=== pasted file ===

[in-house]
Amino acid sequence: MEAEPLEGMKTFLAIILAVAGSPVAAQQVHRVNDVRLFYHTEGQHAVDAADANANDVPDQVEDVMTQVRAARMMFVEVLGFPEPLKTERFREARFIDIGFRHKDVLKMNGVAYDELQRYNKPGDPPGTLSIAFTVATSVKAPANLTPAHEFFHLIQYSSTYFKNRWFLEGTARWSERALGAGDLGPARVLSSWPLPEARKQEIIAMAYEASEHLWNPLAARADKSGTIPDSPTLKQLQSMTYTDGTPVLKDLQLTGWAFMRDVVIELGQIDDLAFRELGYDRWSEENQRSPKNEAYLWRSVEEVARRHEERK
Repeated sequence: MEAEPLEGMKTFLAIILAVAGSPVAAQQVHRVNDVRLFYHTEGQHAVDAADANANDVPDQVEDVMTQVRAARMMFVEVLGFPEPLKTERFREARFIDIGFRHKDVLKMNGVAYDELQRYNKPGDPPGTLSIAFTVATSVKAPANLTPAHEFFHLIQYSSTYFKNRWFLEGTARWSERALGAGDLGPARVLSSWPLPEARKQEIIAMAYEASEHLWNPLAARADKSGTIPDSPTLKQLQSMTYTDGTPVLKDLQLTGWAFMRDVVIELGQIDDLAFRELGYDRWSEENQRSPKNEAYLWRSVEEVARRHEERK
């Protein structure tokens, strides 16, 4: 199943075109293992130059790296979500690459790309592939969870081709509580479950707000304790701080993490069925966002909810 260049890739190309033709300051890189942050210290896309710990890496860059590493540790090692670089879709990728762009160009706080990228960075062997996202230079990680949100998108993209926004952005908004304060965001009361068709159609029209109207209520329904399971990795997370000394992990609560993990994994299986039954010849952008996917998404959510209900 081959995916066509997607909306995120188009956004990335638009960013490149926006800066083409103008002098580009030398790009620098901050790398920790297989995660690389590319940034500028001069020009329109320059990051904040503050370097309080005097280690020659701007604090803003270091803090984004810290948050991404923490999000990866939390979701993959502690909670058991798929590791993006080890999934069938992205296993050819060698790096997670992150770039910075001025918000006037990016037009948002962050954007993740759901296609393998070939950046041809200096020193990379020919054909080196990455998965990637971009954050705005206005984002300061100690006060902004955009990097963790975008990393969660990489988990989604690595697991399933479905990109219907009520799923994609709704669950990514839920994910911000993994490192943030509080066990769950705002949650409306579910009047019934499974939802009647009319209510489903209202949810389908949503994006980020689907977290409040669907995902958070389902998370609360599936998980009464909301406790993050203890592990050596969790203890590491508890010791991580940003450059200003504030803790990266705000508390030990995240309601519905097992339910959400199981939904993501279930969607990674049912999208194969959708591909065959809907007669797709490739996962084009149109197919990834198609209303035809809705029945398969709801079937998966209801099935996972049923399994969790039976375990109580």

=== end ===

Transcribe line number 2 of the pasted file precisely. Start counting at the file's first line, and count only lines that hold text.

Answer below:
Amino acid sequence: MEAEPLEGMKTFLAIILAVAGSPVAAQQVHRVNDVRLFYHTEGQHAVDAADANANDVPDQVEDVMTQVRAARMMFVEVLGFPEPLKTERFREARFIDIGFRHKDVLKMNGVAYDELQRYNKPGDPPGTLSIAFTVATSVKAPANLTPAHEFFHLIQYSSTYFKNRWFLEGTARWSERALGAGDLGPARVLSSWPLPEARKQEIIAMAYEASEHLWNPLAARADKSGTIPDSPTLKQLQSMTYTDGTPVLKDLQLTGWAFMRDVVIELGQIDDLAFRELGYDRWSEENQRSPKNEAYLWRSVEEVARRHEERK